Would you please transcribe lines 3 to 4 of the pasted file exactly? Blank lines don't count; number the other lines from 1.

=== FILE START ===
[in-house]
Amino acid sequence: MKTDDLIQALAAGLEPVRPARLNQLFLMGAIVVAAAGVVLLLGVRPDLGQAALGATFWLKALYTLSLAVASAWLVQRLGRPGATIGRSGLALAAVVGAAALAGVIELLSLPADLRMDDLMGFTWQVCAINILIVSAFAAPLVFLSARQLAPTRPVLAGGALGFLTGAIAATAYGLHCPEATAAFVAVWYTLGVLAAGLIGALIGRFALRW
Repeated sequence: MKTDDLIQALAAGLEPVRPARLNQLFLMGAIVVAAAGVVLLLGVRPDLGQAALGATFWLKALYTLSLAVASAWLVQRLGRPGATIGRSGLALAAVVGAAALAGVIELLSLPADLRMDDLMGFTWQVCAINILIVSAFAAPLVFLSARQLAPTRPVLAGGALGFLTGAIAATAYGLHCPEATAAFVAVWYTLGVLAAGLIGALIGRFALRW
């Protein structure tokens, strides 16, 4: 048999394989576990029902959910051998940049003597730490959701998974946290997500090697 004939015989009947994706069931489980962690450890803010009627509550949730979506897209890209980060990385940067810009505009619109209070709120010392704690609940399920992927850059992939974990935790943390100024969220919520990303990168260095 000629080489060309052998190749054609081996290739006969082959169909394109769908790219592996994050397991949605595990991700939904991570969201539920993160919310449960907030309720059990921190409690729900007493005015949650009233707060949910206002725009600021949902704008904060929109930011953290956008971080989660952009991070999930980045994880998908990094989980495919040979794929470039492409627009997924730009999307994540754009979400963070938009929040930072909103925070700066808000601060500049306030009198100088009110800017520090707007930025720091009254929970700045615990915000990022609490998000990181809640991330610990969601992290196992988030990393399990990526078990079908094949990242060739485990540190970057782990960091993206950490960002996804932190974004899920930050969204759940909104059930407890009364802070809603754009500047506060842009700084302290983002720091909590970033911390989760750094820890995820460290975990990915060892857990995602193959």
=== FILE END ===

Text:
Repeated sequence: MKTDDLIQALAAGLEPVRPARLNQLFLMGAIVVAAAGVVLLLGVRPDLGQAALGATFWLKALYTLSLAVASAWLVQRLGRPGATIGRSGLALAAVVGAAALAGVIELLSLPADLRMDDLMGFTWQVCAINILIVSAFAAPLVFLSARQLAPTRPVLAGGALGFLTGAIAATAYGLHCPEATAAFVAVWYTLGVLAAGLIGALIGRFALRW
């Protein structure tokens, strides 16, 4: 048999394989576990029902959910051998940049003597730490959701998974946290997500090697 004939015989009947994706069931489980962690450890803010009627509550949730979506897209890209980060990385940067810009505009619109209070709120010392704690609940399920992927850059992939974990935790943390100024969220919520990303990168260095 000629080489060309052998190749054609081996290739006969082959169909394109769908790219592996994050397991949605595990991700939904991570969201539920993160919310449960907030309720059990921190409690729900007493005015949650009233707060949910206002725009600021949902704008904060929109930011953290956008971080989660952009991070999930980045994880998908990094989980495919040979794929470039492409627009997924730009999307994540754009979400963070938009929040930072909103925070700066808000601060500049306030009198100088009110800017520090707007930025720091009254929970700045615990915000990022609490998000990181809640991330610990969601992290196992988030990393399990990526078990079908094949990242060739485990540190970057782990960091993206950490960002996804932190974004899920930050969204759940909104059930407890009364802070809603754009500047506060842009700084302290983002720091909590970033911390989760750094820890995820460290975990990915060892857990995602193959």